The Camera Module & CMOS Sensor Trends

So after we have the lenses, what does that go into? Turns out there is some standardization, and that standardization for packaging is called a module. The module consists of of course our lens system, an IR filter, voice coil motor for focusing, and finally the CMOS and fanout ribbon cable. Fancy systems with OIS will contain a more complicated VCM and also a MEMS gyro somewhere in the module.

Onto CMOS, which is of course the image sensor itself. Most smartphone CMOSes end up being between 1/4“ and 1/3” in optical format, which is pretty small. There are some outliers for sure, but at the high end this is by far the prevailing trend. Optical format is again something we need to go look at a table for or consult the manufacturer about. Front facing sensors are way smaller, unsurprisingly. The size of the CMOS in most smartphones has been relatively fixed because going to a larger sensor would necessitate a thicker optical system, thus the real trend to increase megapixels has been more of smaller pixels.

The trend in pixel size has been pretty easy to follow, with each generation going to a different size pixel to drive megapixel counts up. The current generation of modern pixels is around 1.1 microns square, basically any 13 MP smartphone is shipping 1.1 microns, like the Optimus G, and interestingly enough others are using 1.1 microns at 8 MP to drive thinner modules, like the thinner Optimus G option or Nexus 4. The previous generation of 8 MP sensors were using 1.4 micron pixels, and before that at 5 MP we were talking 1.65 or 1.75 micron pixels. Those are pretty tiny pixels, and if you stop and think about a wave of very red light at around 700nm, we’re talking about 1.5 waves with 1.1 micron pixels, around 2 waves at 1.4 microns, and so forth. There’s really not much smaller you can go, it doesn’t make sense to go smaller than one wave.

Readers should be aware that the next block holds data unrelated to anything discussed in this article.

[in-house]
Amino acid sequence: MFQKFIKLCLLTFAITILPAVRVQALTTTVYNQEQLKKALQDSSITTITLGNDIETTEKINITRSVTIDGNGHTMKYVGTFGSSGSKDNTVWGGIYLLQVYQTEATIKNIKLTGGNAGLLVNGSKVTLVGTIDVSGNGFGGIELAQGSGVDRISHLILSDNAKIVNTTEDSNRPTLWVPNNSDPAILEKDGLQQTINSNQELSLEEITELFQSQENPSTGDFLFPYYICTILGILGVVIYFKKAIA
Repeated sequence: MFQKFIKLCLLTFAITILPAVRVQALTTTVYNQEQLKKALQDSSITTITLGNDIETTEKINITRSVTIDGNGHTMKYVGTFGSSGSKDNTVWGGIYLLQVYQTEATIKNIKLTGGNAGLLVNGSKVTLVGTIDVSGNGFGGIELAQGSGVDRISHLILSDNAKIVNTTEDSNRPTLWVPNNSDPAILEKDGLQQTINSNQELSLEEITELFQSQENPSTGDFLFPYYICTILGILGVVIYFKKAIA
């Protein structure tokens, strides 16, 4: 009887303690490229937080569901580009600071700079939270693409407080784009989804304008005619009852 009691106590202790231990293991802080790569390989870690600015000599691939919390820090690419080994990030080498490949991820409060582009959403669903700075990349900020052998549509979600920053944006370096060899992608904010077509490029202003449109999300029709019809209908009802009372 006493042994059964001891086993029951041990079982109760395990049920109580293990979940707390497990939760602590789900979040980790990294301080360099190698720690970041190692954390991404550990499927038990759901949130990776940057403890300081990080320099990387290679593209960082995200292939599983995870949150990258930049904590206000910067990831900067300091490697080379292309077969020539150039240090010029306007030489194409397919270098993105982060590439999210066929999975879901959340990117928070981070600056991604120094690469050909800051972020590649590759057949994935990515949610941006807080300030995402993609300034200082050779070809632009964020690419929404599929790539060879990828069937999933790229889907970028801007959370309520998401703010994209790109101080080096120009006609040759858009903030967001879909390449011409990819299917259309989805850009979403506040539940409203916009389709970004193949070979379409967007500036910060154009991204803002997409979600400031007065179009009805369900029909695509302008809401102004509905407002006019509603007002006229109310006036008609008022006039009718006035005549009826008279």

There was a lot of talk about the difference between backside (BSI) and front side illumination (FSI) for systems as well. BSI images directly through silicon into the active region of the pixel, whereas FSI images through metal layers which incur reflections and a smaller area and thus loss of light. BSI has been around for a while in the industrial and scientific field for applications wanting the highest quantum efficiency (conversion of photons to electrons), and while they were adopted in smartphone use to increase the sensitivity (quantum efficiency) of these pixels, there’s an even more important reason. With pixels this small in 2D profile (eg 1.4 x 1.4 microns) the actual geometry of a pixel began to look something like a long hallway, or very tall cylinder. The result would be quantum blur where a photon being imaged onto the surface of the pixel, converted to an electron, might not necessarily map to the appropriate active region underneath - it takes an almost random walk for some distance. In addition the numerical aperture of these pixels wouldn’t be nearly good enough for the systems they would be paired with.

Around the time I received the One X and One S last year, I finally became curious about whether we could ever see nice bokeh (blurry background) with an F/2.0 system and small pixels. While trapped on some flight somewhere, I finally got bored enough to go quantify what this would be, and a side effect of this was some question about whether an ideal, diffraction limited (no aberrations, ideal, if we had perfect optics) system could even resolve a spot the size of the pixels on these sensors.

It turns out that we can’t, really. If we look at the airy disk diameter formed from a perfect diffraction limited HTC One X or S camera system (the parameters I chose since at the time this was, and still is, the best system on paper), we get a spot size around 3.0 microns. There’s some fudge factor here since interpolation takes place thanks to there being a bayer grid atop the CMOS that then is demosaiced, more on that later, so we’re close to being at around the right size, but obviously 1.1 microns is just oversampling.

Oh, and also here are some hyperfocal distance plots as a function of pixel size and F/# for the same system. It turns out that everything is in focus pretty close to your average smartphone, so you have to be petty close to the subject to get a nice bokeh effect.

Smartphone Imaging Constraints The Image Signal Processor (ISP)
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